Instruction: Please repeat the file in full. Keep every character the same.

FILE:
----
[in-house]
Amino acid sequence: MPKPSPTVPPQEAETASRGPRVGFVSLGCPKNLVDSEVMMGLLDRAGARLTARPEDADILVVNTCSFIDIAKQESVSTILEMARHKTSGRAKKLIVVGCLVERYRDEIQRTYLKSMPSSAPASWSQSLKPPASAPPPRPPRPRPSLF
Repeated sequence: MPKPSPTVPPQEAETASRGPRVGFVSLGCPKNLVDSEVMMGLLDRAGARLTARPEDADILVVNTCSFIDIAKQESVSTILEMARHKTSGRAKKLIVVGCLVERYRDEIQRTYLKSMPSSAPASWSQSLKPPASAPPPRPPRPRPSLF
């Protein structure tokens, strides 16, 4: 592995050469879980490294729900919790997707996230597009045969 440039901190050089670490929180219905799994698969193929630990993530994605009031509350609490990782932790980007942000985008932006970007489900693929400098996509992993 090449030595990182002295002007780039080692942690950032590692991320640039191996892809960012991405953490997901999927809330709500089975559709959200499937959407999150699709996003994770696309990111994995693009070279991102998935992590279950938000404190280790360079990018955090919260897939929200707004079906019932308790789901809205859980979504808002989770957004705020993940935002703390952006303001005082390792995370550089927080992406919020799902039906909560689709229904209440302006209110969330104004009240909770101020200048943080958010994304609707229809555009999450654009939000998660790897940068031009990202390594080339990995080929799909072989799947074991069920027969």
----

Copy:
[in-house]
Amino acid sequence: MPKPSPTVPPQEAETASRGPRVGFVSLGCPKNLVDSEVMMGLLDRAGARLTARPEDADILVVNTCSFIDIAKQESVSTILEMARHKTSGRAKKLIVVGCLVERYRDEIQRTYLKSMPSSAPASWSQSLKPPASAPPPRPPRPRPSLF
Repeated sequence: MPKPSPTVPPQEAETASRGPRVGFVSLGCPKNLVDSEVMMGLLDRAGARLTARPEDADILVVNTCSFIDIAKQESVSTILEMARHKTSGRAKKLIVVGCLVERYRDEIQRTYLKSMPSSAPASWSQSLKPPASAPPPRPPRPRPSLF
């Protein structure tokens, strides 16, 4: 592995050469879980490294729900919790997707996230597009045969 440039901190050089670490929180219905799994698969193929630990993530994605009031509350609490990782932790980007942000985008932006970007489900693929400098996509992993 090449030595990182002295002007780039080692942690950032590692991320640039191996892809960012991405953490997901999927809330709500089975559709959200499937959407999150699709996003994770696309990111994995693009070279991102998935992590279950938000404190280790360079990018955090919260897939929200707004079906019932308790789901809205859980979504808002989770957004705020993940935002703390952006303001005082390792995370550089927080992406919020799902039906909560689709229904209440302006209110969330104004009240909770101020200048943080958010994304609707229809555009999450654009939000998660790897940068031009990202390594080339990995080929799909072989799947074991069920027969």